What Makes an Attention-Grabbing Subject Line?
Is there a magic formula for creating a subject line that is so
attention-grabbing that it will guarantee that recipients will
open your marketing email every time?
It would be nice! Unfortunately there is not a magic formula.
There are, however, some techniques that you can use that
will help you create attention-getting subject lines for your
Technique #1: Prepare to compete.
The first and most important piece of information that you
need to have permanently implanted in your brain is that
you are not sending email to email addresses. You are
sending email to real, live human beings.
These humans that will receive your email are much like
yourself. They all are busy people who weren’t sitting there
with baited breath waiting for your marketing email
message to arrive in their empty inboxes.
No. Their inboxes overflow at the same rate that yours does.
If you want them to open and read your marketing email,
your subject line is going to have to complete with dozens or
even hundreds of other emails for their attention.
Technique #2: Answer the ‘what’s in it for me’ question.
You’ve got 50 words, tops, to answer that question. You must
give the recipients of your marketing emails a very good and
substantial reason for taking their valuable time to see what
it is that you have to say to them in your marketing email.
Think about subject lines that get your attention. All of the
subject lines that grab your attention and entice you to open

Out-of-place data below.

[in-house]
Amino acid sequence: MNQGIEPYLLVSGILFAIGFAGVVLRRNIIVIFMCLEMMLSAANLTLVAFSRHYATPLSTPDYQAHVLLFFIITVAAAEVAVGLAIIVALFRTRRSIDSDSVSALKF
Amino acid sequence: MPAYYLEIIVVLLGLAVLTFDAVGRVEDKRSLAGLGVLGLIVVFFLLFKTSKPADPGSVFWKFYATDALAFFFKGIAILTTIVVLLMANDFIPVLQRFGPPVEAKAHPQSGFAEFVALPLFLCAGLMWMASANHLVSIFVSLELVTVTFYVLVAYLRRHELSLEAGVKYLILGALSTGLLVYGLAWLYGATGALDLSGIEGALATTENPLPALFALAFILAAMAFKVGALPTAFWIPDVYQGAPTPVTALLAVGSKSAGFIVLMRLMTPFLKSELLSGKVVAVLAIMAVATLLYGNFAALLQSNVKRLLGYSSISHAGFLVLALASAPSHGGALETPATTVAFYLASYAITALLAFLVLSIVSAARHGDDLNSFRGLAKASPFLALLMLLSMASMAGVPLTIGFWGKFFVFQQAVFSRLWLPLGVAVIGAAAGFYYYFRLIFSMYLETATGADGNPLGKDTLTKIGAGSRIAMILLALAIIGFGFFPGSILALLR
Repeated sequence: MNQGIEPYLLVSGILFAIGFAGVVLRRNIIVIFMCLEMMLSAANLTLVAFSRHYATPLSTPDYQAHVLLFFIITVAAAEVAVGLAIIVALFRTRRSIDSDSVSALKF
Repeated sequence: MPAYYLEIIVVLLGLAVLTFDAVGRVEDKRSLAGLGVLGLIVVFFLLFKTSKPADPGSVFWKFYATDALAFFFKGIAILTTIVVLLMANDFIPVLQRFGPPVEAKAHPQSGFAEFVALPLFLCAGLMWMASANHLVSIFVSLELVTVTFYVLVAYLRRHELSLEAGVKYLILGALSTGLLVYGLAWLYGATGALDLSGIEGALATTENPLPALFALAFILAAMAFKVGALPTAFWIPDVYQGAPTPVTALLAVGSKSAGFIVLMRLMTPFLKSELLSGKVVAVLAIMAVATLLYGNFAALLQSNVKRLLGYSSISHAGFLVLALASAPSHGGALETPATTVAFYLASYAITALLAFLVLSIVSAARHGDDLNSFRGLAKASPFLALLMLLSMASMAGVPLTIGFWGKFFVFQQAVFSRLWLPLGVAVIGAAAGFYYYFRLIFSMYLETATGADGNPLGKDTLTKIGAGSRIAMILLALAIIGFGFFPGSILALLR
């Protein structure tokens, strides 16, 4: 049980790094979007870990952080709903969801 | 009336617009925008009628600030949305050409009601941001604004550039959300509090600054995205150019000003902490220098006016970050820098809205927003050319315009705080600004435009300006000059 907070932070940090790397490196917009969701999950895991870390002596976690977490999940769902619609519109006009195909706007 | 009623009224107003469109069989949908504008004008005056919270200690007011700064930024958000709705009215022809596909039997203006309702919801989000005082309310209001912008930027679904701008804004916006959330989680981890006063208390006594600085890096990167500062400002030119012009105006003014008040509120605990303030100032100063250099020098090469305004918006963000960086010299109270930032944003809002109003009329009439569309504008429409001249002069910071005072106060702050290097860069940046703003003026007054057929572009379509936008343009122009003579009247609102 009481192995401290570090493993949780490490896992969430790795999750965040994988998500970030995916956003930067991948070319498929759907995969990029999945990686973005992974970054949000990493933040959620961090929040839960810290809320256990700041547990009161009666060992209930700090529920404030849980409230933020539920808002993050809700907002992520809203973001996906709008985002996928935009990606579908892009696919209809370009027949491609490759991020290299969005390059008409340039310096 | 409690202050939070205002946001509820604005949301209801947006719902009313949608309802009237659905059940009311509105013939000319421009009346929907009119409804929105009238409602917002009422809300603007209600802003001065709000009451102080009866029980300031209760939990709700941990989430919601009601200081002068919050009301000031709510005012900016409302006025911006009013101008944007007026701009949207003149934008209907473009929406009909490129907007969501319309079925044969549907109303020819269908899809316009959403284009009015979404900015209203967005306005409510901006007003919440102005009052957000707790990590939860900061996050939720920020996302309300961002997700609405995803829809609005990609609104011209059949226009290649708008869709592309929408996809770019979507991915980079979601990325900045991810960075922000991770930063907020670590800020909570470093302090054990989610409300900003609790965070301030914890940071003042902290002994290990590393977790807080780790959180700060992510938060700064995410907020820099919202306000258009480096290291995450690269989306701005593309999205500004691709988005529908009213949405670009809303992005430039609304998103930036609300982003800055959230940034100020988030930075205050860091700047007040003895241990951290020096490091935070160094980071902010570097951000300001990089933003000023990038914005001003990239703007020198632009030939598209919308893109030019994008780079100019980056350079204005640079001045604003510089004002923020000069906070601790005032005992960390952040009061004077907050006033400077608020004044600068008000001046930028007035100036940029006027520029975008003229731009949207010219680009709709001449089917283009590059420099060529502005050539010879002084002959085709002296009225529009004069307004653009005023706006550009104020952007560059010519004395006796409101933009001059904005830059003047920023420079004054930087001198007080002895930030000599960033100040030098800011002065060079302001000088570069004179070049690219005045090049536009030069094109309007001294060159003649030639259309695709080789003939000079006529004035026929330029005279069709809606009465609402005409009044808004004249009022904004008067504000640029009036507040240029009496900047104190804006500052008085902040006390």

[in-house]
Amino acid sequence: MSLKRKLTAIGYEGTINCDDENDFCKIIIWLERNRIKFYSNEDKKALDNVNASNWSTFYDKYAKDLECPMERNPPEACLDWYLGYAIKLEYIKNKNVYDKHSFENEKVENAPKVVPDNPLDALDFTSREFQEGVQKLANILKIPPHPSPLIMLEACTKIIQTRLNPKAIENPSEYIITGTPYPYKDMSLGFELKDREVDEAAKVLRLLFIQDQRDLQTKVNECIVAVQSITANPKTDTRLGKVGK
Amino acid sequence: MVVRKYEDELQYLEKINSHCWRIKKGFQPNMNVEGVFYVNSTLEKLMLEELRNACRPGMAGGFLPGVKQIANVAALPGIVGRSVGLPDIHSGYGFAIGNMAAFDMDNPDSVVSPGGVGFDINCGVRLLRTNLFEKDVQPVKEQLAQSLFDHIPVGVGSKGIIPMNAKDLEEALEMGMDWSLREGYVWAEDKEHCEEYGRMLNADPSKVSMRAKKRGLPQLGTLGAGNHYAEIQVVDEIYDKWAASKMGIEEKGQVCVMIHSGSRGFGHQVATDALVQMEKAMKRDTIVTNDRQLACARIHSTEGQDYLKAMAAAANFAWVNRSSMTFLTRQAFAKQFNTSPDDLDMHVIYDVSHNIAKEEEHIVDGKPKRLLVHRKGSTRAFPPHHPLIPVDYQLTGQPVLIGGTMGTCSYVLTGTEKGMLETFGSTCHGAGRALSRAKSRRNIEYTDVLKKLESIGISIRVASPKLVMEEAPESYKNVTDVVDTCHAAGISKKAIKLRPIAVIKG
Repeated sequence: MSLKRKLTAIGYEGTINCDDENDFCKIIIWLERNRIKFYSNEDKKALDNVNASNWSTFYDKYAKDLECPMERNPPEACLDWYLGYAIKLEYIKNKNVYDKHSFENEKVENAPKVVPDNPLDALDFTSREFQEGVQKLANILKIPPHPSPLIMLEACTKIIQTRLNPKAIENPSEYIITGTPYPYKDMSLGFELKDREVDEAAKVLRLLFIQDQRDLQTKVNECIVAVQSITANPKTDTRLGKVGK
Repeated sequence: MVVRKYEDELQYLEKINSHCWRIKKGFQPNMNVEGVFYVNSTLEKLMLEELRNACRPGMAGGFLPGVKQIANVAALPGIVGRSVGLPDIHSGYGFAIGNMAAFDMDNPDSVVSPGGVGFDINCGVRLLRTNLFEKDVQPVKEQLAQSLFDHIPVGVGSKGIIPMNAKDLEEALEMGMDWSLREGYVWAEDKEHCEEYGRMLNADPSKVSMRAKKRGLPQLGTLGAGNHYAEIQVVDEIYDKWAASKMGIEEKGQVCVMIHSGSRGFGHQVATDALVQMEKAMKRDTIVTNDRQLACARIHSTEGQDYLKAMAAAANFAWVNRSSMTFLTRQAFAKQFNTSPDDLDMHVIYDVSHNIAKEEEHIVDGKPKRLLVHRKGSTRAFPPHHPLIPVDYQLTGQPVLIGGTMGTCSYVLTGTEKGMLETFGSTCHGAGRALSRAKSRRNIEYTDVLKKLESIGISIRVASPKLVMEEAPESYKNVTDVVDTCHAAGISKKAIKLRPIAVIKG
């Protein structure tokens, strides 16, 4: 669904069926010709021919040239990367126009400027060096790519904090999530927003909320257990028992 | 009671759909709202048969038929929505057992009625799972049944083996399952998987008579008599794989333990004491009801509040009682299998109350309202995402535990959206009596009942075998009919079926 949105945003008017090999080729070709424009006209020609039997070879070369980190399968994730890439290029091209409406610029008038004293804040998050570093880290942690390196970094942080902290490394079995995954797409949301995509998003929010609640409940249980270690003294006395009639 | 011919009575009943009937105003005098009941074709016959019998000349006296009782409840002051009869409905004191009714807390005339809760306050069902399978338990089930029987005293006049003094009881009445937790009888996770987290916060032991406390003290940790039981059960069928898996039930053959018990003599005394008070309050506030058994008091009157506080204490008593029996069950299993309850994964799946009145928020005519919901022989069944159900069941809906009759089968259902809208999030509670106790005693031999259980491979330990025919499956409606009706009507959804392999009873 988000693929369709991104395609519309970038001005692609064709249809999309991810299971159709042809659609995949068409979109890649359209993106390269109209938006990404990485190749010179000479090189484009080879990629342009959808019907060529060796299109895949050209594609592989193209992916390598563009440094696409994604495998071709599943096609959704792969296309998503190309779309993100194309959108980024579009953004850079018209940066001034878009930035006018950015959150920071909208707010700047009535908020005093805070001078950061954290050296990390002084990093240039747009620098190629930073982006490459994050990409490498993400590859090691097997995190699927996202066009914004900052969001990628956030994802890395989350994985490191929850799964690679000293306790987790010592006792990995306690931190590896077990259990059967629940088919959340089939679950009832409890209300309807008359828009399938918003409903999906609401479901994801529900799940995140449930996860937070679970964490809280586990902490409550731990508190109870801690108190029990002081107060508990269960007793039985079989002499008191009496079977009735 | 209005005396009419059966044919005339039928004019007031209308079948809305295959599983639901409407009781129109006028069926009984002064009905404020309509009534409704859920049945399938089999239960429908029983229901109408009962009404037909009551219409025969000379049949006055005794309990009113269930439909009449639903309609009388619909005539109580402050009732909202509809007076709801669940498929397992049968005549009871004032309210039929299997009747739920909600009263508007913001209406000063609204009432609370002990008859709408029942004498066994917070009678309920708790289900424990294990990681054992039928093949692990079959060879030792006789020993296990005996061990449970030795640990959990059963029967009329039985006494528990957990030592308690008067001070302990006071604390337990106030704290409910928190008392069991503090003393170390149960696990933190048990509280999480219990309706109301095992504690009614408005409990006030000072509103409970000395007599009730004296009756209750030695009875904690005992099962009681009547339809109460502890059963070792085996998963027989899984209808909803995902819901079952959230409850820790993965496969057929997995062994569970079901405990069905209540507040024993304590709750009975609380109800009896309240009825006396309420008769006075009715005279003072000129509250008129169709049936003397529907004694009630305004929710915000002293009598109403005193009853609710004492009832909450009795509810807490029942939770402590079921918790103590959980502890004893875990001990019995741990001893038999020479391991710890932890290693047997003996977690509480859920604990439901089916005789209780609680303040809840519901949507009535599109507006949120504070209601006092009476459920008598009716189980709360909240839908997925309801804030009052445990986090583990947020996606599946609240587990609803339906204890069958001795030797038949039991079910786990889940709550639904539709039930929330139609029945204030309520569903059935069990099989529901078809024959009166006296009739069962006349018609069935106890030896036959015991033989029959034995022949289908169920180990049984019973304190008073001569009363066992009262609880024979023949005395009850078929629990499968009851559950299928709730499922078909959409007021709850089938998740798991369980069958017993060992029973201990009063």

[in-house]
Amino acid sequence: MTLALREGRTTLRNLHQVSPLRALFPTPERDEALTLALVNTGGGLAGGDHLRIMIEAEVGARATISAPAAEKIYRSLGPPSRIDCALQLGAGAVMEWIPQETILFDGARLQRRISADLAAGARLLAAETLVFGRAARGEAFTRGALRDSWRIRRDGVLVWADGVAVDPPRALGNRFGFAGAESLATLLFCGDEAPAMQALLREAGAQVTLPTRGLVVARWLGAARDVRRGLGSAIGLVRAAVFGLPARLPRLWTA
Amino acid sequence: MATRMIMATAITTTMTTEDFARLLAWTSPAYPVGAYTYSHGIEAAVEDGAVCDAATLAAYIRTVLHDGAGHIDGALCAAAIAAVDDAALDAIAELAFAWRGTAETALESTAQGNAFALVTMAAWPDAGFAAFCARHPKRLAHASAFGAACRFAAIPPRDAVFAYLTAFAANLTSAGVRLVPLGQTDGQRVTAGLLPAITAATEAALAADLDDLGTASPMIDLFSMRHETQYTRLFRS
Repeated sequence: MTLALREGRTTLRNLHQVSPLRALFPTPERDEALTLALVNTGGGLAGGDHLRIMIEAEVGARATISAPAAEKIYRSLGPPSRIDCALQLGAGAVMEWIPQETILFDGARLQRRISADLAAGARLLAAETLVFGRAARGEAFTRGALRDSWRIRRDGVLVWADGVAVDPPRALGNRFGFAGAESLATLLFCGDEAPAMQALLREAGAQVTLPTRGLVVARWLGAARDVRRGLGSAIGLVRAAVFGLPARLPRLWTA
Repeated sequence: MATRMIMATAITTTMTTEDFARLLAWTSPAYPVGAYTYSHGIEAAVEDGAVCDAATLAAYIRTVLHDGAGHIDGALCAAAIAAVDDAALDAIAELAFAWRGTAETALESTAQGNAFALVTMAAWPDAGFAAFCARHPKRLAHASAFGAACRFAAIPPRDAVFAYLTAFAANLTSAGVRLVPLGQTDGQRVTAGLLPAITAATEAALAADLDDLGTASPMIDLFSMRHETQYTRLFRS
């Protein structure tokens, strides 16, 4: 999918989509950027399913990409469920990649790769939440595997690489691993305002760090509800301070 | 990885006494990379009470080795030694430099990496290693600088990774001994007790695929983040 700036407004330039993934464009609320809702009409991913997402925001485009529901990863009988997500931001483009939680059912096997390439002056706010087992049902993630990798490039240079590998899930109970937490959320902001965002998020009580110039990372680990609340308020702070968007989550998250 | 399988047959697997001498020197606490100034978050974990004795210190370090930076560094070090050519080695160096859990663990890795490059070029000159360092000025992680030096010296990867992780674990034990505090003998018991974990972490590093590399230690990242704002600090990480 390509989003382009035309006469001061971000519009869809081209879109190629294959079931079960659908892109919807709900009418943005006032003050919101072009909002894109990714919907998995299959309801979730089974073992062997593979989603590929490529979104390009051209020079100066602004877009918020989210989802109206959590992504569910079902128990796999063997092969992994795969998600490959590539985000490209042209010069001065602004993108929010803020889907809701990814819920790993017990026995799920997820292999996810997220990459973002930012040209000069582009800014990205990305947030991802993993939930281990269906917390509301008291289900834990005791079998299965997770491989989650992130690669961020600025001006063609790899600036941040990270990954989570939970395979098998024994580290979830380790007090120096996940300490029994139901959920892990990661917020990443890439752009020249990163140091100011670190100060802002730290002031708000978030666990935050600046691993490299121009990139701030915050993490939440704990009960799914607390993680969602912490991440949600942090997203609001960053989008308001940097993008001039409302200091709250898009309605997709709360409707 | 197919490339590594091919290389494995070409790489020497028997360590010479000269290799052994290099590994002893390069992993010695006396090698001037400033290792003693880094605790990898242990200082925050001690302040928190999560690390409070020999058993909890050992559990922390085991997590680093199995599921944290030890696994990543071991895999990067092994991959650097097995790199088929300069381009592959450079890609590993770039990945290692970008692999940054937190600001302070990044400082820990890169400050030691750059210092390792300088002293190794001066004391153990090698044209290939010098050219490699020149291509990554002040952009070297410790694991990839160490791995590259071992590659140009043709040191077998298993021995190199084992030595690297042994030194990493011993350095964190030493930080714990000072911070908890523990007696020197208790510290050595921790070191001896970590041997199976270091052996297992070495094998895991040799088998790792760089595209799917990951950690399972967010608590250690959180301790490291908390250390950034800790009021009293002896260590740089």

an email are the ones that promise to help you in some way.
They answer the question, ‘what’s in it for me’ and they do it
in the 50 subject line words.
Technique #3: Don’t promise more than you can deliver.
Don’t be overly zealous in your subject line. You can’t deliver
world peace, so don’t make a promise that you can’t keep.
Keep it real. Keep it on point.
Technique #4: Study newspaper headlines.
Newspapers have headline writing down to a fine art. Pick
up your local newspaper and note how headlines are written.
Pay attention to the ones that grab your attention.
You will note that all newspaper headlines state the most
important point of the topic and do so in the fewest possible
words. A newspaper headline and the subject line of your
marketing emails are kissing cousins.
The object of your
marketing email is to state the content of your email in the
fewest possible words and hit the most important part of the
information that your email provides.
Technique #5: Don’t practice recycling.
That may not sound very environmentally friendly but we
aren’t talking about plastics or paper; we are talking about
marketing email subject lines.
Just because a subject line that you used last month was
effective, it doesn’t mean that you can simply change a word
or two and recycle it.
Language is a fluid…it is not a solid. The buzz words that
were hot last month are this month’s flat liners. Keep your
subject lines fresh.
Technique #6: Test! Test! Test!
The way to always outdo your competition is to take the time
and put forth the added effort to test your subject lines.
It will serve you well when you begin an email marketing
campaign to add an additional day or so to your time table
that will allow you to test your subject lines for effectiveness.
Send two or three variations of your subject line to selected
members of your opt-in list. Long onto your auto responder